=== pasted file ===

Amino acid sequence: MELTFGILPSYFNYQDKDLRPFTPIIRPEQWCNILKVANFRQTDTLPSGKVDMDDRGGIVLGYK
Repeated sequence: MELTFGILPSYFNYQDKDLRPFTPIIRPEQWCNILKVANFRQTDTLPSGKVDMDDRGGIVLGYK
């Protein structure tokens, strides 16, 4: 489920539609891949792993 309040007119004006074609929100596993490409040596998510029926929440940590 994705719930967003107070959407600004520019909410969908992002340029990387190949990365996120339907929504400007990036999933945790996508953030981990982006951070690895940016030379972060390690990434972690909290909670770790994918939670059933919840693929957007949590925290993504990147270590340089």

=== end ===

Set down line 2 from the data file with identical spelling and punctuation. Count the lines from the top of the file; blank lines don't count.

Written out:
Repeated sequence: MELTFGILPSYFNYQDKDLRPFTPIIRPEQWCNILKVANFRQTDTLPSGKVDMDDRGGIVLGYK